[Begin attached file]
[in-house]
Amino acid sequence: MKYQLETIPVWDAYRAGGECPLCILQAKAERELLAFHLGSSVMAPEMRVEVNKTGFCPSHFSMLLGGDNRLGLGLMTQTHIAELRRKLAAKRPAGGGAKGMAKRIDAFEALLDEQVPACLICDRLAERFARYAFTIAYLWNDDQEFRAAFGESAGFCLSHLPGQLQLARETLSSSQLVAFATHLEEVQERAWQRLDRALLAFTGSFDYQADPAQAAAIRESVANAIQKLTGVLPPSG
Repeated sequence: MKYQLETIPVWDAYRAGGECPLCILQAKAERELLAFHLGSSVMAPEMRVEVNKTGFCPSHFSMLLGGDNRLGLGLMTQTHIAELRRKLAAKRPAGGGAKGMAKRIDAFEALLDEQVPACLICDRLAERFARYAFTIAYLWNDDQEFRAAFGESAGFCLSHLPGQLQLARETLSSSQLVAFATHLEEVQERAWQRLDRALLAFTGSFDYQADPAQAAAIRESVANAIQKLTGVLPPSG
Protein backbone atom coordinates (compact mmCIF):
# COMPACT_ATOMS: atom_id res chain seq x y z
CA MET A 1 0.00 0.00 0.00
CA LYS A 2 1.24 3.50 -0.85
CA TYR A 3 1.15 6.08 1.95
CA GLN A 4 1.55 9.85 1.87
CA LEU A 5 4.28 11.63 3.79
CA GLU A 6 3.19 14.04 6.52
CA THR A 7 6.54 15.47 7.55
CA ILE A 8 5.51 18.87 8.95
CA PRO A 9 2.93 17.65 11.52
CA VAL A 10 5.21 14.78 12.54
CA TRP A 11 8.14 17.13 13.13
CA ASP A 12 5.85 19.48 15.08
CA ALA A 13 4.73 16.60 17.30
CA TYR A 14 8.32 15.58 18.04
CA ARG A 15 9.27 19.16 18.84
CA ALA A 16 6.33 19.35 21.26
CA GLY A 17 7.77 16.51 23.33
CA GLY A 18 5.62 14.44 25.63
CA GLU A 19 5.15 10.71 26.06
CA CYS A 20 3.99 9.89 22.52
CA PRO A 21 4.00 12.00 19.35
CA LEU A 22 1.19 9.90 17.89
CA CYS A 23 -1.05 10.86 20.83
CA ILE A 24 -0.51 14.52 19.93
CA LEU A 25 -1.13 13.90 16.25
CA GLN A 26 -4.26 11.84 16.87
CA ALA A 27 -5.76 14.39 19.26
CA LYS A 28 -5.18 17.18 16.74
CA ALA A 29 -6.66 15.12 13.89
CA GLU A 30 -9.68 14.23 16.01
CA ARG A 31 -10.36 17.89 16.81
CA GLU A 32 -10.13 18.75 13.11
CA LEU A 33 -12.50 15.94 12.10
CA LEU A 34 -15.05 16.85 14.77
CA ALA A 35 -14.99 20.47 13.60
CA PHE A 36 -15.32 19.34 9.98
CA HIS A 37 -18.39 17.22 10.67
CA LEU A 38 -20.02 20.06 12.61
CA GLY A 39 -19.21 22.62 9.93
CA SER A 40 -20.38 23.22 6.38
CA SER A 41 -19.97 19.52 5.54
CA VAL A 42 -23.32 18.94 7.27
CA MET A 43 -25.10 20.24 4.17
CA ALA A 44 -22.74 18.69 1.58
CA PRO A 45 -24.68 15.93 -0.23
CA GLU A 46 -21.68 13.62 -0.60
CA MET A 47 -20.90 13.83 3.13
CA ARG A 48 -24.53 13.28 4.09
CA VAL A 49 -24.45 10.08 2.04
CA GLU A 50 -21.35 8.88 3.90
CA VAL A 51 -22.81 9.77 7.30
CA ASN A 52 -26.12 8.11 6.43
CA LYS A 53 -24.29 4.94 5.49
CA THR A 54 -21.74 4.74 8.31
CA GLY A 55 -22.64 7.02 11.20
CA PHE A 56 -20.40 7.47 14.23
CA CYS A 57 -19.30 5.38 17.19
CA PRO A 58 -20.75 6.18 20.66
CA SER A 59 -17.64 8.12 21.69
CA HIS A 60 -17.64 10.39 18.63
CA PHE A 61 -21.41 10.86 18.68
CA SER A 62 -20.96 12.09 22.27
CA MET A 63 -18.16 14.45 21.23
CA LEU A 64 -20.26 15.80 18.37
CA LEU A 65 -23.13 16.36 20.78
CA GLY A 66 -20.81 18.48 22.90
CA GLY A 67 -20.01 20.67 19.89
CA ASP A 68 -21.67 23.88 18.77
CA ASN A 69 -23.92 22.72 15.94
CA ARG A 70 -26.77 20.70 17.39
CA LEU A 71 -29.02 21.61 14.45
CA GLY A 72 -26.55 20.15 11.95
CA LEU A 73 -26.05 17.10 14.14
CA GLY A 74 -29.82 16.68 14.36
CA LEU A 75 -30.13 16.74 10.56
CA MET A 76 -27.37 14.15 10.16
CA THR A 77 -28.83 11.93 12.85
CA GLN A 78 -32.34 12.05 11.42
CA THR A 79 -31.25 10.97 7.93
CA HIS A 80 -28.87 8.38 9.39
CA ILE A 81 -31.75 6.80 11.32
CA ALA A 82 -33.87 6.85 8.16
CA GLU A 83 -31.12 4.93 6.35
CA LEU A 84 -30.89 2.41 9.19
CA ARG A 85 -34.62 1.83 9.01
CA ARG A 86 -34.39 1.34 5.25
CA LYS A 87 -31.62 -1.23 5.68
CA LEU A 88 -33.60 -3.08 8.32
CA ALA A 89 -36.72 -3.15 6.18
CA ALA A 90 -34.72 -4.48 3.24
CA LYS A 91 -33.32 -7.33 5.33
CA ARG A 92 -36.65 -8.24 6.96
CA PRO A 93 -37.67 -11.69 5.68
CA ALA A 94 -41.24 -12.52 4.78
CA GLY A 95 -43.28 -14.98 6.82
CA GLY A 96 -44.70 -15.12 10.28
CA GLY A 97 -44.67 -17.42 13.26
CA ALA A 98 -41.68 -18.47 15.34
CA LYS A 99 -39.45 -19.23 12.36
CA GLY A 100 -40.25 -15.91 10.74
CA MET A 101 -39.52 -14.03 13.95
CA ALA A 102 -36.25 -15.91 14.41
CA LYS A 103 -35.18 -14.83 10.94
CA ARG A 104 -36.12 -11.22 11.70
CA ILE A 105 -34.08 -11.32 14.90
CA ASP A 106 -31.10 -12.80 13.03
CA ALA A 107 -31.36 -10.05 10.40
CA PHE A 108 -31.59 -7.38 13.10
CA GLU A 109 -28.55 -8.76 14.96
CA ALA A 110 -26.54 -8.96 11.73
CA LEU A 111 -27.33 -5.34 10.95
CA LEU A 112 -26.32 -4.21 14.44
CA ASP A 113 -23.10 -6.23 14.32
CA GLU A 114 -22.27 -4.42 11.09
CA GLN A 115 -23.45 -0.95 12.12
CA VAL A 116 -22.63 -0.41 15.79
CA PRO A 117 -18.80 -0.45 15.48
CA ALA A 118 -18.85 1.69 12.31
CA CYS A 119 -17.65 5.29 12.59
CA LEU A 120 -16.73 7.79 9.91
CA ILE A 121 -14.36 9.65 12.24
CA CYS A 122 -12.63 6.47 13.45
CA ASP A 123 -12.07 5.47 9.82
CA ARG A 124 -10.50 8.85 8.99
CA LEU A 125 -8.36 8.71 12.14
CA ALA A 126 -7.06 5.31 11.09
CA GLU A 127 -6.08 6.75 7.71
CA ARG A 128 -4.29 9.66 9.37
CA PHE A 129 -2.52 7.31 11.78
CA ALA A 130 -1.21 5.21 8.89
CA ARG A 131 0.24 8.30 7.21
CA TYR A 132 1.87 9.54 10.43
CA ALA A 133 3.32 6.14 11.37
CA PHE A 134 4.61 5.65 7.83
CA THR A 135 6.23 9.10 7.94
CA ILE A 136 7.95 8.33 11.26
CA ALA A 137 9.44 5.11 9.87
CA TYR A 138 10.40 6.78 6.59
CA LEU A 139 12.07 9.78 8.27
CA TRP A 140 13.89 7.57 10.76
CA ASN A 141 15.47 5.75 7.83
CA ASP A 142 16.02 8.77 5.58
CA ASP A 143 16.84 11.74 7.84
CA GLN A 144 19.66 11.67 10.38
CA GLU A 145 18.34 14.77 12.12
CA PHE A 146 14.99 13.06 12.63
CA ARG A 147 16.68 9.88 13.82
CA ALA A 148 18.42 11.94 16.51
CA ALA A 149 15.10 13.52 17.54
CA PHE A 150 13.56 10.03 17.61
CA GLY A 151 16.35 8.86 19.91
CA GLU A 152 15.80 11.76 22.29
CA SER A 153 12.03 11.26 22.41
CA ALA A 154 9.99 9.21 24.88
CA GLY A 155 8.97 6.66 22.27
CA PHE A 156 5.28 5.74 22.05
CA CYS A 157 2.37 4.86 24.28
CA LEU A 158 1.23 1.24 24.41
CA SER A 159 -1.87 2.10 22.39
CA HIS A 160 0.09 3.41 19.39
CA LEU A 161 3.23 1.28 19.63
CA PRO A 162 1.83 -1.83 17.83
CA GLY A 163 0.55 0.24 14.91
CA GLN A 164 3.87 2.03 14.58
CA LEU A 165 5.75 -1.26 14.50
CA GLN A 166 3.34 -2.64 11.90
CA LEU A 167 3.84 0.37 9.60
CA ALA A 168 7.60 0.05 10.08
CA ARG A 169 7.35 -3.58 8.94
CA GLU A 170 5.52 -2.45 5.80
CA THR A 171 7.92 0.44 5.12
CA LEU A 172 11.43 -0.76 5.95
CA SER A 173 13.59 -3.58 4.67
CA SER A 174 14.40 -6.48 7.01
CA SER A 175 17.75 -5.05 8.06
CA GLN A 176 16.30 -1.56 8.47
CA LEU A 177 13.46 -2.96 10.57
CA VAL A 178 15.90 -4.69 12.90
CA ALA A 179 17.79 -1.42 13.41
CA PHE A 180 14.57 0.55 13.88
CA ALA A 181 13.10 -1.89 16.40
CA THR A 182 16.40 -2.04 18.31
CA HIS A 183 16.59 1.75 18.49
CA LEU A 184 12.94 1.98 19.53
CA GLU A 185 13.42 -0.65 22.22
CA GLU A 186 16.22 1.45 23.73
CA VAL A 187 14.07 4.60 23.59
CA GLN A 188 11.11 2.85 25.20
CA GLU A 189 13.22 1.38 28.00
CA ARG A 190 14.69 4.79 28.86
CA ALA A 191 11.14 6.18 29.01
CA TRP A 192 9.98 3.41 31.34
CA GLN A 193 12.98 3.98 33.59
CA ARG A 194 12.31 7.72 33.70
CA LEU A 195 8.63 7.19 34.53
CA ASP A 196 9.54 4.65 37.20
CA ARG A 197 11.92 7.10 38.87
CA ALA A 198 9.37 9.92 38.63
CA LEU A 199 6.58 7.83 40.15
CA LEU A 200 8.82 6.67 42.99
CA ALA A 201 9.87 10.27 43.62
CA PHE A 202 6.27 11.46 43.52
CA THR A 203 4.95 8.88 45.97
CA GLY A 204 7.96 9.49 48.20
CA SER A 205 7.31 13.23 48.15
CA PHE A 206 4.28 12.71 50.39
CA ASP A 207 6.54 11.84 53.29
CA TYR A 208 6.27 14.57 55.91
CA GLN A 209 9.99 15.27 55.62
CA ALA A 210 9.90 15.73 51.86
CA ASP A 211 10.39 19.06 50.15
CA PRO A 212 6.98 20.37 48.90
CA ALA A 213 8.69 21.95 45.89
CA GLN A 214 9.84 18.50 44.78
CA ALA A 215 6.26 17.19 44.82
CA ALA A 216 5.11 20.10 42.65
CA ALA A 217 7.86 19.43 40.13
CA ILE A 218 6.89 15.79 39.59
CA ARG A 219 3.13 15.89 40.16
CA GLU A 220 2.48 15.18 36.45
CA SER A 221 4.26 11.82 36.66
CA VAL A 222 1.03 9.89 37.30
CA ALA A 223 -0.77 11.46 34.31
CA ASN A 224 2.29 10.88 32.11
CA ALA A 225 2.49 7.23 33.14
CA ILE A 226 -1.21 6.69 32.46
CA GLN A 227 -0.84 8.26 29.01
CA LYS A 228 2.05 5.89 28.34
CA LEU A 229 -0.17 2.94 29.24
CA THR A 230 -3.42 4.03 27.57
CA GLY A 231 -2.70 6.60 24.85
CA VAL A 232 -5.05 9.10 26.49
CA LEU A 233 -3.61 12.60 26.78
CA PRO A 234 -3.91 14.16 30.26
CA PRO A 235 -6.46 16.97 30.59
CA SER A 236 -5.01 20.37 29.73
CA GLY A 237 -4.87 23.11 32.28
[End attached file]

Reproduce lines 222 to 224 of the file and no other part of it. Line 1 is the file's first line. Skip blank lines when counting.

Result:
CA ALA A 217 7.86 19.43 40.13
CA ILE A 218 6.89 15.79 39.59
CA ARG A 219 3.13 15.89 40.16